The Autonomies website has recently posted a translation of an essay by the Spanish anarchist, Tomás Ibáñez, “The Anarchism to Come,” which could also be translated as “The Coming Anarchism,” an allusion to Kropotkin’s 1887 article, “The Coming Anarchy.” I thought it fitting to reprint excerpts from Tomás Ibáñez’s essay some 130 years later. While highlighting the necessary differences between contemporary anarchism, historical anarchism, and the “coming anarchism,” Tomás Ibáñez nevertheless argues that there are certain “invariant” elements of classical anarchism that must be preserved in order for something to be considered any kind of anarchism. Originally published in Libre Pensamiento, No. 88.

Current forms of anarchism

I believe that it becomes quite clear that the context in which the coming anarchism will find itself will be eminently different from the context in which it has operated until recently, which can only but substantially modify it.

Some of these changes are already beginning to gain form, such that, to glimpse, even if confusedly, the characteristics of the coming anarchism, it is very useful to observe the current anarchist movement, and especially its most youthful component.  This component represents a part of contemporary anarchism that already manifests some differences with classical anarchism, and with that which I have sometimes called “neo-anarchism”.

What we can observe at the present is that, after a very long period of very scarce international presence by anarchism, what is emerging and is already proliferating in very appealing ways in all of the regions of the world, are various collectives concerned with a great diversity of themes; multiple, fragmented, fluctuating and at times ephemeral, but which participate in all of the movements against the system, and sometimes even initiate them.  Undoubtedly, this fragmentation corresponds to some of the characteristics of the new context which we are entering and which is making possible a new organisation of the spaces of dissidence.  The current reality which is becoming literally “shifting” and “liquid” demands, certainly, much more flexible, more fluid organisational models, oriented according to simple proposals of coordination to realise concrete and specific tasks.

Like the networks that rise up autonomously, that self-organise themselves, that make and unmake themselves according to the exigencies of the moment, and where temporary alliances are established between collectives, these probably constitute the organisational form, reticular and viral, that will prevail in the future, and whose fluidity is already proving its effectiveness in the present.

What seems to predominate in these youthful anarchist collectives is the desire to create spaces where relations are exempt from the coercion and the values that emanate from the reigning system.  Without waiting for a hypothetical revolutionary change, it is for them a matter of living from now on as closely as possible to the values that this change should promote.  This leads, among the very many other kinds of behaviour, to developing scrupulously non-sexist relations stripped of any patriarchal character, including in the language, or to establishing relations of solidarity that completely escape hierarchical logic and a commodity spirit.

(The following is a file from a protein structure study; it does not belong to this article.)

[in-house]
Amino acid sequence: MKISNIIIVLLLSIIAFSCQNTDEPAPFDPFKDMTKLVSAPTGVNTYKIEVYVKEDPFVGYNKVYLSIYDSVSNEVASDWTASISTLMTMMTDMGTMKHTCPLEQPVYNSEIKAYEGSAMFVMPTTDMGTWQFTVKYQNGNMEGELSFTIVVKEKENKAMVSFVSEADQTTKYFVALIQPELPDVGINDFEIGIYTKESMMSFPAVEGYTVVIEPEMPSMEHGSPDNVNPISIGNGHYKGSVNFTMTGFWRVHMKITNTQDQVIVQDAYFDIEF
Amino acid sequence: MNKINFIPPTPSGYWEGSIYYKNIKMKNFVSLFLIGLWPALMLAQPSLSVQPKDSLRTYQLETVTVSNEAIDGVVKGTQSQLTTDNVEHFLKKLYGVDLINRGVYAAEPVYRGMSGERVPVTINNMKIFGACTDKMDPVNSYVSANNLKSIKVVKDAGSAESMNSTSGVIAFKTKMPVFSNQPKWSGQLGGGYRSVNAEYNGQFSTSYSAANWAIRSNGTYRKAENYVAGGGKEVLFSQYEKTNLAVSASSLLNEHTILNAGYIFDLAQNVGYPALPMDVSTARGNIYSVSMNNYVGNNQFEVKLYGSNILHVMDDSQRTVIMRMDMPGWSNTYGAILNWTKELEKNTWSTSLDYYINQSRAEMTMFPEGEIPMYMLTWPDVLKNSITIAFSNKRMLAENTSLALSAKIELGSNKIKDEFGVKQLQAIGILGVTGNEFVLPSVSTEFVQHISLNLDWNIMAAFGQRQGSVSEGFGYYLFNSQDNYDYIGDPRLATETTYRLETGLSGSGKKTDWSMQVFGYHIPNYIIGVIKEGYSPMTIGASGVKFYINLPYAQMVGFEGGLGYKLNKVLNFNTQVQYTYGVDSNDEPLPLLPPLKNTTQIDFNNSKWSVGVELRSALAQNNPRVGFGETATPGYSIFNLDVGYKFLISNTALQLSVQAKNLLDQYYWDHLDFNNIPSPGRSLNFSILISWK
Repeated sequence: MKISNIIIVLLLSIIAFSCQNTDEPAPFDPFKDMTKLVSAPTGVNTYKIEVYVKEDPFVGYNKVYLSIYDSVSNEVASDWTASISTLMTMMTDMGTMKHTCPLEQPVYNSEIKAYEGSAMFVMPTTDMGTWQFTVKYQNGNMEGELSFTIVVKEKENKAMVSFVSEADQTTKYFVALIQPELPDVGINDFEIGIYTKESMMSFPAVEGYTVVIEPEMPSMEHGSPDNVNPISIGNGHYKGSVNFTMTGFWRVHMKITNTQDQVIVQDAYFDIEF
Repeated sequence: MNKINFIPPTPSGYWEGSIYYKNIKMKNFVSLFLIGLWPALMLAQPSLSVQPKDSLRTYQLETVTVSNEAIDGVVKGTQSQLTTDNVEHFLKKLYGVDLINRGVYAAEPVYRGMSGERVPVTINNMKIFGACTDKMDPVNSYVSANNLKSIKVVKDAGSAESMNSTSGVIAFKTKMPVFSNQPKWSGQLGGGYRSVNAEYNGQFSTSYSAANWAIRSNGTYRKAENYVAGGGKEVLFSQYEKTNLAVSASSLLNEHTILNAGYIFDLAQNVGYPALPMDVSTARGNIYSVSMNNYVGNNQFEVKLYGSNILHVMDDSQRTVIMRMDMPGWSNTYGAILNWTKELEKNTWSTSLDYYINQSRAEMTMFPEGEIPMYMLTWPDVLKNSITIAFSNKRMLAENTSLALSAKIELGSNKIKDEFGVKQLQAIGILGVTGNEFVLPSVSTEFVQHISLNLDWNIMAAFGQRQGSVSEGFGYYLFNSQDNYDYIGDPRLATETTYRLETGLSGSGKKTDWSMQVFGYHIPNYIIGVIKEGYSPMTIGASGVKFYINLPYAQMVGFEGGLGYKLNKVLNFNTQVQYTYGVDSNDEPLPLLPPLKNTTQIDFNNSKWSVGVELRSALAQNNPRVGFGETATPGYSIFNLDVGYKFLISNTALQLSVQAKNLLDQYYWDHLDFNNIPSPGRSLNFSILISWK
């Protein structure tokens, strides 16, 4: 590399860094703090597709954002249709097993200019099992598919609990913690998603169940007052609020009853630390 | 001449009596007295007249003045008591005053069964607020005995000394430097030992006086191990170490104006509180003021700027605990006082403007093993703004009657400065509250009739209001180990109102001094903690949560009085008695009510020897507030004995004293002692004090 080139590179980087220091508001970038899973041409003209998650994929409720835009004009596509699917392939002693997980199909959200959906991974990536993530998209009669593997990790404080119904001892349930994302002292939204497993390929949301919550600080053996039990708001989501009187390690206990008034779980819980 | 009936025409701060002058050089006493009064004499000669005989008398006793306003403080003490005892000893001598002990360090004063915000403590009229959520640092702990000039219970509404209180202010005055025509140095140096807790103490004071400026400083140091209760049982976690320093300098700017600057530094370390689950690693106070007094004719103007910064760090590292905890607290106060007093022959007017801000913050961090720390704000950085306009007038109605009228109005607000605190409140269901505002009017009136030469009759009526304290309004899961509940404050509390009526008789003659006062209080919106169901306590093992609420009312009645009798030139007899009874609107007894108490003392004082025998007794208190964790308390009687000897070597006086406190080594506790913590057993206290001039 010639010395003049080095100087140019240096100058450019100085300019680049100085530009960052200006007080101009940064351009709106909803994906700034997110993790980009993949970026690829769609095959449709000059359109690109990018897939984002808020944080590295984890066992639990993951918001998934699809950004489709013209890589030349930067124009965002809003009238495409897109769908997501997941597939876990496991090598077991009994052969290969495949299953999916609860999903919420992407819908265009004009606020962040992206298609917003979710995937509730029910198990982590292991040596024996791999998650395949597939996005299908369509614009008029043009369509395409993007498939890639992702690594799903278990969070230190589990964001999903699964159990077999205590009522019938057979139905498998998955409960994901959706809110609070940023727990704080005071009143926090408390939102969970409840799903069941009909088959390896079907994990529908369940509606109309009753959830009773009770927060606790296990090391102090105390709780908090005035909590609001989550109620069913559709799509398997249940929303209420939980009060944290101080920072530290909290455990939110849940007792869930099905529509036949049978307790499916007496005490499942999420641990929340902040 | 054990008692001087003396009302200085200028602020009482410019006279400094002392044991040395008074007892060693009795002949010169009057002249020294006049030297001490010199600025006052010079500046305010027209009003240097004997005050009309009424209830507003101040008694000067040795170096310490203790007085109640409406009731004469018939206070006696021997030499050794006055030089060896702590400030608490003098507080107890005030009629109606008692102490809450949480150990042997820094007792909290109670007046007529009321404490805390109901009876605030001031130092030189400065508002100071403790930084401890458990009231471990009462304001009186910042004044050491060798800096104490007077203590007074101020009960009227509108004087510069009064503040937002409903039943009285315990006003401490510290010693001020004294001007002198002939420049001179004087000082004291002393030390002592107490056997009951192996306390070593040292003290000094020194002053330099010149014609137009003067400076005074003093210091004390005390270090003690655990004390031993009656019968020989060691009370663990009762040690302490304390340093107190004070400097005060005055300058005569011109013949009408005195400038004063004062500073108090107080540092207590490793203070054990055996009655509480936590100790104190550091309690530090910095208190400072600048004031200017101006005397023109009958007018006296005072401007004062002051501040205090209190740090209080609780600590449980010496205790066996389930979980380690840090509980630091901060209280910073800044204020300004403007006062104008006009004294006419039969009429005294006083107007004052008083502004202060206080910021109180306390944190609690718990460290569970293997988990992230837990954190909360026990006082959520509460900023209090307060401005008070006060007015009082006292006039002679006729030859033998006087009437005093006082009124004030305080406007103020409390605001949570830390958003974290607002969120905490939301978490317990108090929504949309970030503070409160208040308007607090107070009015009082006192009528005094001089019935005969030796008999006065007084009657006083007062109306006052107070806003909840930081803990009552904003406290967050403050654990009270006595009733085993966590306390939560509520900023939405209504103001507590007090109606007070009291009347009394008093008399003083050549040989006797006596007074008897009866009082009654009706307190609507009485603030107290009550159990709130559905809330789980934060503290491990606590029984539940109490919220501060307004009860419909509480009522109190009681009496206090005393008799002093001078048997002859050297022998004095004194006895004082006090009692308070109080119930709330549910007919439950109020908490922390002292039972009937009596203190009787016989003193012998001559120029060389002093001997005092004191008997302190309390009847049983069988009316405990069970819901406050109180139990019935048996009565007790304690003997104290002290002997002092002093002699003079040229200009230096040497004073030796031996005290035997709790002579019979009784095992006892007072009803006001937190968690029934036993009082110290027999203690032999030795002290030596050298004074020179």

It also contributes, and this is very important, to the weight that is given to those practices that exceed the order of mere discursivity.  The importance of doing and, more precisely, of “doing together“, is emphasised, putting the accent on the concrete effects of this doing and on the transformations that it promotes.

In these spaces, the concerts, the fiestas, the collective meals (vegan, of course), form part of the political activity, equal to the putting up of posters, neighbourhood actions, talks and debates, or demonstrations, at times quite forceful.  In reality, it is a matter of making the form of life be in itself an instrument of struggle that defies the system, that contradicts its principles, that dissolves its arguments, and that permits the development of transforming community experiences.  It is for this reason that, from the new libertarian space that is being woven in different parts of the world, experiences of self-management, of economies of solidarity, of networks of mutual aid, of alternative networks of food production and distribution, of exchange and distribution are developing.  The success on this point is complete, for if capitalism is converting itself into a form of life, it is obvious that it is precisely on this terrain, that of forms of life, where part of the struggle to dismantle it must situate itself.

A broad subversive fabric is gaining shape that provides people with antagonistic alternatives to the system, and which, at the same time, helps to change the subjectivity of those who participate in them.  This last aspect is terribly important for there exists a very clear awareness, in having been formatted by and for this society, that we have no other remedy than to transform ourselves if we want to escape its control.  Which means that desubjectification is perceived as an essential task for subversive action itself.